Aaron Boyd
1 min readSep 20, 2020


Stop. Calling. It. Privilege.

Being able to walk down the street without fear of getting shot is not a privilege.

Being able to call 911 without worrying the police will inexplicably arrest you is not a privilege.

Receiving adequate healthcare regardless of where you live is not a privilege.

Being treated with the bare minimum level of respect all human beings deserve is not a privilege.

"Privilege" implies the individual is receiving some form of special treatment or unearned benefits above and beyond what the average person would receive. And while this is applicable to many forms of white privilege, in the vast majority of cases, the problem isn't white people being treated better, it's people of color being treated worse.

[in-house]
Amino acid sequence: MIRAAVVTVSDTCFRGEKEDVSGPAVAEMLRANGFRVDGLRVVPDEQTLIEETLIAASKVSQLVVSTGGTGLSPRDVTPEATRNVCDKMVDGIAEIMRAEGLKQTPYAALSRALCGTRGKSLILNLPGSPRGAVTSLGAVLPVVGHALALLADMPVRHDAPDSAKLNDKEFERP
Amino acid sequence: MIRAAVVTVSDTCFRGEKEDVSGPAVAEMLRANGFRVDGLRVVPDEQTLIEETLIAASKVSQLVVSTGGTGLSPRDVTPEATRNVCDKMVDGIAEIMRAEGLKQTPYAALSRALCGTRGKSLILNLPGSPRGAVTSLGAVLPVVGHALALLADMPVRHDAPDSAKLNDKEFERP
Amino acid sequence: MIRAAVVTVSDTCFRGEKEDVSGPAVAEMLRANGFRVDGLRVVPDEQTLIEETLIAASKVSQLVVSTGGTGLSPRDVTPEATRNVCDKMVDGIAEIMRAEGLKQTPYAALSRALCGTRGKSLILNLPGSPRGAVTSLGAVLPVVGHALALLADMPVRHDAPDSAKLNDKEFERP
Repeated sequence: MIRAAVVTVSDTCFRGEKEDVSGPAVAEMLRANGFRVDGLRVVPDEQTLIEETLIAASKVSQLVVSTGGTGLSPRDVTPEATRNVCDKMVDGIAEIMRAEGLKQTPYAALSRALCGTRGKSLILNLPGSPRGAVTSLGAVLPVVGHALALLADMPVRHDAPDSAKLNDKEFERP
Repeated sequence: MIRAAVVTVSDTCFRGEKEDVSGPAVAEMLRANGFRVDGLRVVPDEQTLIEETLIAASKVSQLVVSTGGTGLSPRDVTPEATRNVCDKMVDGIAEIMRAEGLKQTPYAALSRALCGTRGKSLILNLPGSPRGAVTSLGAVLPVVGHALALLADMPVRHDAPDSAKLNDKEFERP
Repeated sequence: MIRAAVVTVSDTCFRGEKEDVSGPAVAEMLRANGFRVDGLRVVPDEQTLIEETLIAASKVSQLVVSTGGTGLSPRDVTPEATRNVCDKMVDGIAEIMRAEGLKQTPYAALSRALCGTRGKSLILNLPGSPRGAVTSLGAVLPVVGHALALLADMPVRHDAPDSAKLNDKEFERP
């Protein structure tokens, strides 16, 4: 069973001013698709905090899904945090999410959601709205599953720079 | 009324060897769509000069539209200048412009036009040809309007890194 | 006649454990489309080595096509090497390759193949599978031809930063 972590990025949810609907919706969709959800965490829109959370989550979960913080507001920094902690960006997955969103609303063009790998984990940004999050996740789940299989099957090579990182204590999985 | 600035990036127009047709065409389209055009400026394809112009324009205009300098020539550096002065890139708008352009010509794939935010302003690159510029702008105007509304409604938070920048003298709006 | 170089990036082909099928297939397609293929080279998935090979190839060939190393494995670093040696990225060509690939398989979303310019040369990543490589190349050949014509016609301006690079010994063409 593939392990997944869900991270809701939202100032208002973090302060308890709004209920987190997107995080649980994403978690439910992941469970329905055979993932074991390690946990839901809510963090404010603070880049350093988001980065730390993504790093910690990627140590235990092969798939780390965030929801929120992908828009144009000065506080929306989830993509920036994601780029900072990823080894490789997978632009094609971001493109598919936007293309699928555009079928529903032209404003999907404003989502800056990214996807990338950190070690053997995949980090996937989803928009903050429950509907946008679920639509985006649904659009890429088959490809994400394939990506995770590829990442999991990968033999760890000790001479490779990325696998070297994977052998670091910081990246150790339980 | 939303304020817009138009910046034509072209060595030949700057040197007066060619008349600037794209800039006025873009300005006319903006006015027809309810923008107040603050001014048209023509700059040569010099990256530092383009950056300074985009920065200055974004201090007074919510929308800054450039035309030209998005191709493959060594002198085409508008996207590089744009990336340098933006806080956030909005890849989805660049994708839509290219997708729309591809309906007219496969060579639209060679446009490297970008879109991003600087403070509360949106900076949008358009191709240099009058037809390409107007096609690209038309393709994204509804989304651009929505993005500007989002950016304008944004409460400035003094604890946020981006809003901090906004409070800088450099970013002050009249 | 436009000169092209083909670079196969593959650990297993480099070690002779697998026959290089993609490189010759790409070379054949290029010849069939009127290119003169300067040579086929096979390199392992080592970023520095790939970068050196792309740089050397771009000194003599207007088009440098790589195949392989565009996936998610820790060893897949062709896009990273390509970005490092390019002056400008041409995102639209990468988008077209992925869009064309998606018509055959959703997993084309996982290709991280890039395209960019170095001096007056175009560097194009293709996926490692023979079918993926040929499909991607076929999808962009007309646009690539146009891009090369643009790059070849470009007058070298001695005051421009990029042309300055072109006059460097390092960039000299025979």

When you casually toss the term "privilege" around without distinguishing between "benefitting Group A" and "Depriving Group B of its inalienable rights", you don't just needlessly muddy the waters with sloppily ambiguous language, you lower the baseline expectations we all have of society by conflating human rights and trivial benefits.

The solution to this problem isn't to train the police to treat whites the way they do blacks, it's to get them to treat blacks the way they treat whites.